Levon Nikolyan explores the complicated geopolitical triangle between Russia, Ukraine and Transdnietria.
Given the current geo-political tensions in Eastern Europe, many fear that under Russian influence, Transdniestria could become a threat for Ukrainian border security. Indeed, there are concerns that Russian troops and Special Forces may cross into Ukrainian territory through its border with Transdniestria, which is infamous for being badly guarded and as a gateway for illegal trafficking of both people and goods. However, with more than one external actor interested in its future and no immediate borders with Russia, the region can ill-afford to be taken for a ride.
Ukraine plays an important and poorly appreciated role in maintaining the status quo in Transdniestria. With an unfriendly neighbour in the west (Moldova), Transdniestria relies heavily on Ukraine for its transit goods and passenger transportation. With Western backing, Moldova has been seeking Ukraine’s agreement to introduce harsher customs requirements for Transdniestrian exports. However, it is not for a simple goodwill towards Transdniestria that Ukrainian border has been available for Transdniestrian businessmen. Analysts claim that since the 1990s, some top Ukrainian officials and business elites have profited enormously from both legal and illegal trade to and through Transdniestria.
With Russian support, Transdniestrian authorities have usually been able to find a common language with their Ukrainian counterparts. However, every time Ukraine takes a Western course, Transdniestria has to struggle against economic blockade. During the presidency of pro-Western President Viktor Yushchenko (when current President Petro Poroshenko was a close adviser to Yushchenko), Ukraine tried to gain weight in the negotiation process and initiated a settlement plan for the Transdniestria conflict. Because Transdniestrian leader Igor Smirnov realised the importance of mutual working relations with Kyiv, he met Yushchenko in July 2005, and had no choice but to cooperate with Ukraine on the “Plan for the Settlement of the Transdniestrian Problem” (“Yushchenko or Poroshenko Plan”). According to this plan, Transdniestria would be granted a special status under the constitutional system of the Republic of Moldova.
Pressure from Ukraine led Smirnov to agree that the EU and United States could join the settlement negotiations as observers in a new five-plus-two format in October 2005. “It was not clear whether the “two” were Moldova and Transdniestria, or the United States and EU”, as William Hill quipped in a 2012 book on the subject. In November 2005 the Yushchenko government agreed with Moldova to accept international (EU) monitoring on the Ukraine-Moldova border, including the Transdniestrian segment of Ukraine’s territory. In return, Moldova was to effectively control the territory’s customs and exports, including tax-collection.Smirnov called the customs rules by Ukraine an “economic blockade” and Transdniestrian authorities blocked three trains carrying goods from Ukraine to Moldova as they passed through Transdniestria. However, this tension gradually relaxed and Tiraspol-Kyiv relations normalised once pro-Russian President Victor Yanukovych took office in 2010.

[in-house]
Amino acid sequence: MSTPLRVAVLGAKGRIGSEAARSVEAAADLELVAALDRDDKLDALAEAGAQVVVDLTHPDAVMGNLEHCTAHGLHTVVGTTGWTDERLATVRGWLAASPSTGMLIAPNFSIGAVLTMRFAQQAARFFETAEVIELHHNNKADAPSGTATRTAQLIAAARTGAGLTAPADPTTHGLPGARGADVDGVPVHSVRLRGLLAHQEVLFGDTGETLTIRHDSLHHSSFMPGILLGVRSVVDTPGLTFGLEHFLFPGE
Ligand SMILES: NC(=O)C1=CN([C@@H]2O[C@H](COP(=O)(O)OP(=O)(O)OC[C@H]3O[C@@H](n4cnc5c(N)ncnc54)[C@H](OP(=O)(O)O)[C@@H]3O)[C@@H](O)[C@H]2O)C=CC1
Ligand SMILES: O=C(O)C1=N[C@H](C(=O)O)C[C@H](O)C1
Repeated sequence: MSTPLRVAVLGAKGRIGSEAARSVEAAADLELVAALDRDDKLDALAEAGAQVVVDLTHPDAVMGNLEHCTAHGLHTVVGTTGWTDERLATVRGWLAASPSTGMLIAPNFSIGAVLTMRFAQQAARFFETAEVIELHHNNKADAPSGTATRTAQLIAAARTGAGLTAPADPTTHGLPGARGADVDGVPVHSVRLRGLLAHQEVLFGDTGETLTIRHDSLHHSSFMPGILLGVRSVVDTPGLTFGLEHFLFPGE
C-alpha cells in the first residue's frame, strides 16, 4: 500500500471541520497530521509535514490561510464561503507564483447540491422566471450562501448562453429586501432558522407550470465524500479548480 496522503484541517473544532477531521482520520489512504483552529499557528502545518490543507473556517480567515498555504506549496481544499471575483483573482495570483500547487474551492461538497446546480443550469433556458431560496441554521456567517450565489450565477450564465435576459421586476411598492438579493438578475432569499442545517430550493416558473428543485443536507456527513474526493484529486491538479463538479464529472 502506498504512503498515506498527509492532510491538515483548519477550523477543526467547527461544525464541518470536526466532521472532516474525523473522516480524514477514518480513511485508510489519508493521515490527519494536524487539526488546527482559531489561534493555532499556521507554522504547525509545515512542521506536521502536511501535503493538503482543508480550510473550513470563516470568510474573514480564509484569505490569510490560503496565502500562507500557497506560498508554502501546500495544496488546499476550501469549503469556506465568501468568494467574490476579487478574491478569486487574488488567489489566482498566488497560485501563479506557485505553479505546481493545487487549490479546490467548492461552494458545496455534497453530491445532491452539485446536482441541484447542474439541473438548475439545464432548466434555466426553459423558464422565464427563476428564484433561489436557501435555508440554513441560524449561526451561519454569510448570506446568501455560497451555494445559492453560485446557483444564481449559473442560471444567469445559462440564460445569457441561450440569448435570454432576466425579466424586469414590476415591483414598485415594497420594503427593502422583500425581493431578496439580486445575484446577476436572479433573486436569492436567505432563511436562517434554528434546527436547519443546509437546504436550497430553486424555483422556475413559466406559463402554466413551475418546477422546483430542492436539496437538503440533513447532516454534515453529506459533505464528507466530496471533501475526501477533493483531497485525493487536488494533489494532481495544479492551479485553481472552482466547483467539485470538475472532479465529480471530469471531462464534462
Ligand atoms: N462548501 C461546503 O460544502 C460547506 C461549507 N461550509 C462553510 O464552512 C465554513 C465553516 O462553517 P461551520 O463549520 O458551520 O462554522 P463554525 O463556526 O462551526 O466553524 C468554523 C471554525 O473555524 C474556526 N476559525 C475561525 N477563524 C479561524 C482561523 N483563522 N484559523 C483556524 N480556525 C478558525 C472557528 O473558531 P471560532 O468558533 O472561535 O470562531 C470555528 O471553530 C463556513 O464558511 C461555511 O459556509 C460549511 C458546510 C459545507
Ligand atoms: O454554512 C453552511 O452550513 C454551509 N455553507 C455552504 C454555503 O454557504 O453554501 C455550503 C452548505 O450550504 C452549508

As the cycle of pro- and anti-Russian governments in Ukraine again settles on an antipathetic relationship, it is again time for Transdniestrian authorities to fear an economic blockade from Ukraine. However, besides being a pro-Western president of Ukraine, Petro Poroshennko also represents the Ukrainian business elite, and may as well have a stake in preserving the status-quo of Transdniestria. This and Transdniestria’s role in preventing Russians from penetrating into Ukraine raises the chances that Transdniestria may find a common language with Ukraine’s current authorities. After all, Transdniestria will only lose out if relations with Ukraine worsen.
In a war-like situation, it is hard to imagine Russian aid easily reaching Transdniestria. Transdniestria has no borders with Russia, and while some may fear that Russia can bring more troops into Transdniestria and then into Ukraine, this has to be done through either Ukrainian or Moldovan territory or air space. Moreover, even if the Russian troops currently stationed in Transdniestria try to move to eastern Ukraine, they would have to cross the whole country from west to reach east (unless they target Odessa). Therefore, in the secretly recorded conversation between the Transdniestrian minister of interior Gennady Kuzmichev and the deputy chief of the State Border Service of Ukraine (south region) Vladimir Gorozhakin, the Transdniestrians stressed that no threats or provocations on the Ukraine-Transdniestria border should be expected. The alternative, as recent escalations in the conflict between Russia and Ukraine suggest, could be an outright military threat to their quasi-independence.
Transdniestria is situated in the south-eastern part of Europe and borders with Ukraine and the Republic of Moldova. Its territory is about 4,163 square kilometres. Official languages are Moldavian, Russian and Ukrainian, and the monetary unit is the Transdniestrian ruble.
The conflict over Transdniestria, started partly in response to Moldova’s threat of unification with Romania, has been lasting for over two decades. The war ended with the intervention of former Soviet 14th army and the defeat of Moldovan forces. The cease-fire agreement established a trilateral peace-keeping mission (Russia, Moldova, Transdniestria) and a security buffer zone along the Dniestr/Nistru River. (see the Map) Besides Moldova and Transdniestria, the negotiations over the Transdniestrian conflict have included the OSCE, Ukraine and Russia as co-mediators, as well as the USA and EU (since October 2005) as observers.